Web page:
Economist Ramathan Ggoobi has said that President Yoweri Museveni has done extremely well and deserves the classification, among national leaders who have individually had a positive effect on economic growth of their countries.
According to a research paper by New York University Economist Professor William Easterly and World Bank Economist Steven Pennings, Museveni, has made a substantial contribution to Uganda’s economic growth. The study titled: “Shrinking Dictators: how much economic growth can we attribute to national leaders,” was presented and discussed at a conference in New York on Monday.
The study shows that Museveni, who has been in power since 1986, is ranked number 12 on the list of 46 leaders who have individually had a positive economic growth effect in their respective countries. He is ranked above famous leaders such as Lee Kuan Yew who transformed Singapore from a third to first world country and Park Chung-hee who had a significant impact of South Korea’s economic transformation.
Ggoobi told this publication that it possible for Museveni to outrank other equally good leaders because he has developed a country that previously had bad leaders.
However, Ggoobi says there are other questions that must be probed such as a growth that hasn’t been transformational or created jobs. He argues that the Museveni era growth has engendered inequality and has not improved social economic indicators such as household income, health and education.
The study considered 762 leaders who had or have had a tenure of at three years. On the opposite side, Ida Amin is listed among leaders who individually had a negative effect on the economic growth of their countries with a -3.38 percent score.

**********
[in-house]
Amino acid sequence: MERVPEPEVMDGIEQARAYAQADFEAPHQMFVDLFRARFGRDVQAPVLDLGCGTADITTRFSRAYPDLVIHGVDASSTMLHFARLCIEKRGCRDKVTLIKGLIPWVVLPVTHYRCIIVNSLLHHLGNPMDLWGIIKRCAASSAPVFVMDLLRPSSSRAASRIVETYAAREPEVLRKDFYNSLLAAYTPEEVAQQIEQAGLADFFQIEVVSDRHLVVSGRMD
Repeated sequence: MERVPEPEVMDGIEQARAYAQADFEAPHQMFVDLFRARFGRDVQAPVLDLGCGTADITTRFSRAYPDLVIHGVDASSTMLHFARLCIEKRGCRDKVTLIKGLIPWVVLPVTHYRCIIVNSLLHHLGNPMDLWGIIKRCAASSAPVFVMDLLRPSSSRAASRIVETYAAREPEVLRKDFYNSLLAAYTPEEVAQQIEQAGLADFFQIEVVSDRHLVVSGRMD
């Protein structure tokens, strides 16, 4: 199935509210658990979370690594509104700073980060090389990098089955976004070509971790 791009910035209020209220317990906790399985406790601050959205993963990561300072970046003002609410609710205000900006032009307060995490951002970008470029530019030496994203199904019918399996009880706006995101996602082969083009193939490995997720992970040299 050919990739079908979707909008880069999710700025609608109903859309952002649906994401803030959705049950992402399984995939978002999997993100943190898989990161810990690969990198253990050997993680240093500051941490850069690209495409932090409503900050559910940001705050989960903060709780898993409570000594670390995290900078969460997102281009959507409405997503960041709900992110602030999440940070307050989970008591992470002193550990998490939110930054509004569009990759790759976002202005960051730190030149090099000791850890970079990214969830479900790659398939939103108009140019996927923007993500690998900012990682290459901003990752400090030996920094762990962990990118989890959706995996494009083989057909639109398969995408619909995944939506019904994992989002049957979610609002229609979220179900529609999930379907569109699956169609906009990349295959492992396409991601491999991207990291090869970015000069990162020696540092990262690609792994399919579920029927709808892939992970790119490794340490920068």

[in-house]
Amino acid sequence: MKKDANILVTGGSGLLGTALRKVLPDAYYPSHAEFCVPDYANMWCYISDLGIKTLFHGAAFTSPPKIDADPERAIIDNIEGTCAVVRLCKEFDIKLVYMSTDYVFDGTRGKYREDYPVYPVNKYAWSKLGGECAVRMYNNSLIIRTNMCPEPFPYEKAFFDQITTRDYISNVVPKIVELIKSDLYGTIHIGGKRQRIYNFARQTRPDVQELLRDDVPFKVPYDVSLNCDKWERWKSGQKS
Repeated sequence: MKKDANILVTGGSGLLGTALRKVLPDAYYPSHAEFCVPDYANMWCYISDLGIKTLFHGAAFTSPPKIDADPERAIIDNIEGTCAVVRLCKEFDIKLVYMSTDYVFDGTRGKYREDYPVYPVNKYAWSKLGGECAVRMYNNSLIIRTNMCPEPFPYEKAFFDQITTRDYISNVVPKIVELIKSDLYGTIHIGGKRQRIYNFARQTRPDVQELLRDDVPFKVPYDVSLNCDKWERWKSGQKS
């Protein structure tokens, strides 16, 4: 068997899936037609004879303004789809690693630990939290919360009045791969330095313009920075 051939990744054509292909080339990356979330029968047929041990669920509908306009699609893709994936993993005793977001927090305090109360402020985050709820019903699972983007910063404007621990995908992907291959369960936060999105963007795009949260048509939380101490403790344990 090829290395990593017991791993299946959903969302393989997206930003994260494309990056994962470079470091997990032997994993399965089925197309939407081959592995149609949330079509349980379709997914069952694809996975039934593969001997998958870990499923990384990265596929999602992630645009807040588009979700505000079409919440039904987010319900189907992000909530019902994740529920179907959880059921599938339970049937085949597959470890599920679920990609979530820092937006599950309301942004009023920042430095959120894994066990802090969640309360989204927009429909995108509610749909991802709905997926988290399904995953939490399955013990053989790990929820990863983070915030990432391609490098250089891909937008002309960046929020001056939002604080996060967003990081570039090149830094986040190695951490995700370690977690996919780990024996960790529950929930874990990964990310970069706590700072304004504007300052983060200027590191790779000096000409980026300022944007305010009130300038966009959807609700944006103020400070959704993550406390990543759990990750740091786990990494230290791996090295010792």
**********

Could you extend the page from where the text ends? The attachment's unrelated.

Apart from Museveni, first president of Botswana, Seretse Khama is the only other leader of an African country estimated to have had a positive effect on economic growth of their respective countries. Khama who ruled Botswana from 1966 to 1980 has an impressive score of 3.83 percent and ranked second on the list.
Museveni and Khama scored higher than East Asia leaders, according to the study because of the outstanding performance of their countries in a conflict-ridden Africa that has had a less growth rate compared to Asia.
“Because growth under the typical Asian leader was 2 percentage points higher than the typical African leader, the typical Asian leader needs to achieve raw growth 2 percentage points faster than the typical African leader to be allocated the same leader effect.
So for example, leaders like Seretse Khama of Botswana and Yoweri Museveni of Uganda out rank Lee Kuan Yew in part because they did well relative to the lower average regional growth in sub-Saharan Africa compared to East and South Asia,” the study says.
The economists say, the study’s main finding “is that it is surprisingly difficult to confirm statistically significant positive or negative leader growth effects for individual leaders.”
The economist further state: “We confirm significant positive or negative leader effects for less than 50 out of around 750 leaders with tenure of at least 3 years (around 6 percent of leaders). Many of these are little known, forgotten, or surprising stars or villains.”